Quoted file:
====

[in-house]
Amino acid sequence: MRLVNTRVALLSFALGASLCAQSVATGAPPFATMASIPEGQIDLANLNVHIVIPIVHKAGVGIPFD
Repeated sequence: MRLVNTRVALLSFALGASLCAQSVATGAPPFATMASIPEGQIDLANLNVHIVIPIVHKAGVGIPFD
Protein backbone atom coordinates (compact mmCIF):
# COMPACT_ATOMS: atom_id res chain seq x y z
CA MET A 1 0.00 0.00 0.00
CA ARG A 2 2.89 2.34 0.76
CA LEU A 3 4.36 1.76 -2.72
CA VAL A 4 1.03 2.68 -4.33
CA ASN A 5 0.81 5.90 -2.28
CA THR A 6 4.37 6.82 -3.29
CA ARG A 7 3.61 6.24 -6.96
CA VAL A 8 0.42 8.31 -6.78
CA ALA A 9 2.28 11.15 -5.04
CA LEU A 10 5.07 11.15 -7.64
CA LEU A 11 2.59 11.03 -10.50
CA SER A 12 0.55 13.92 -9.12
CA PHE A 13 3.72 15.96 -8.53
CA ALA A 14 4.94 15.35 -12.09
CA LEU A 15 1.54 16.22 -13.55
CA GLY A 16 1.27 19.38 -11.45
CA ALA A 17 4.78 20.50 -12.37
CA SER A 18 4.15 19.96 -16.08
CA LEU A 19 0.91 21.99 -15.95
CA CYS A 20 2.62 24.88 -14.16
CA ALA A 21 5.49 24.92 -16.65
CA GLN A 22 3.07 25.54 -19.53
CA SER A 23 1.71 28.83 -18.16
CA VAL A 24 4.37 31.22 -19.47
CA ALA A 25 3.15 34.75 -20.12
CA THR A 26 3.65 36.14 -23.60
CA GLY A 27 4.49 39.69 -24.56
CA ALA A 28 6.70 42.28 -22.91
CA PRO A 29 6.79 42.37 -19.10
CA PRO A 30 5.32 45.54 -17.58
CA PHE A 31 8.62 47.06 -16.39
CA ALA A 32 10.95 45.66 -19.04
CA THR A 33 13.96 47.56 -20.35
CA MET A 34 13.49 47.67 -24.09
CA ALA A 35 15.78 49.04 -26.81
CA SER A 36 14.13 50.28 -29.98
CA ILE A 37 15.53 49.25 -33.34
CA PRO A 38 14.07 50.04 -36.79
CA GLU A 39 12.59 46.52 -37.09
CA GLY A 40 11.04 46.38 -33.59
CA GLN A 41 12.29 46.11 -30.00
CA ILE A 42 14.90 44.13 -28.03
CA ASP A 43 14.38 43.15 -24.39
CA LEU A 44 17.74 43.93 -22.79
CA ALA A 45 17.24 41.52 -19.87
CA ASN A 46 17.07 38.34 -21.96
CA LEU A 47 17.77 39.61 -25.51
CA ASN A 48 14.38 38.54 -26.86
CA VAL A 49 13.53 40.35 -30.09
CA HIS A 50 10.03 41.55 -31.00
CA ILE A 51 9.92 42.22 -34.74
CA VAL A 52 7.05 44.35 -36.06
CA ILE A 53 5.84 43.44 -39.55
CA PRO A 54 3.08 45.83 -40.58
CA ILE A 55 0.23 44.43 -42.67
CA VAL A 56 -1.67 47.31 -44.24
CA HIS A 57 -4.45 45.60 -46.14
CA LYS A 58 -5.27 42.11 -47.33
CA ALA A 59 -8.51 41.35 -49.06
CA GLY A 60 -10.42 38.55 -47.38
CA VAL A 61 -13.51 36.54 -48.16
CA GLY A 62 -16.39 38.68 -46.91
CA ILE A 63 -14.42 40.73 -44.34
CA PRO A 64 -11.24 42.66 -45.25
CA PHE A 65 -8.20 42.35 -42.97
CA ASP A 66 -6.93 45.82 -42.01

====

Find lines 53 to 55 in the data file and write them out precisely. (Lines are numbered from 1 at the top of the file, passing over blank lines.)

CA ASN A 48 14.38 38.54 -26.86
CA VAL A 49 13.53 40.35 -30.09
CA HIS A 50 10.03 41.55 -31.00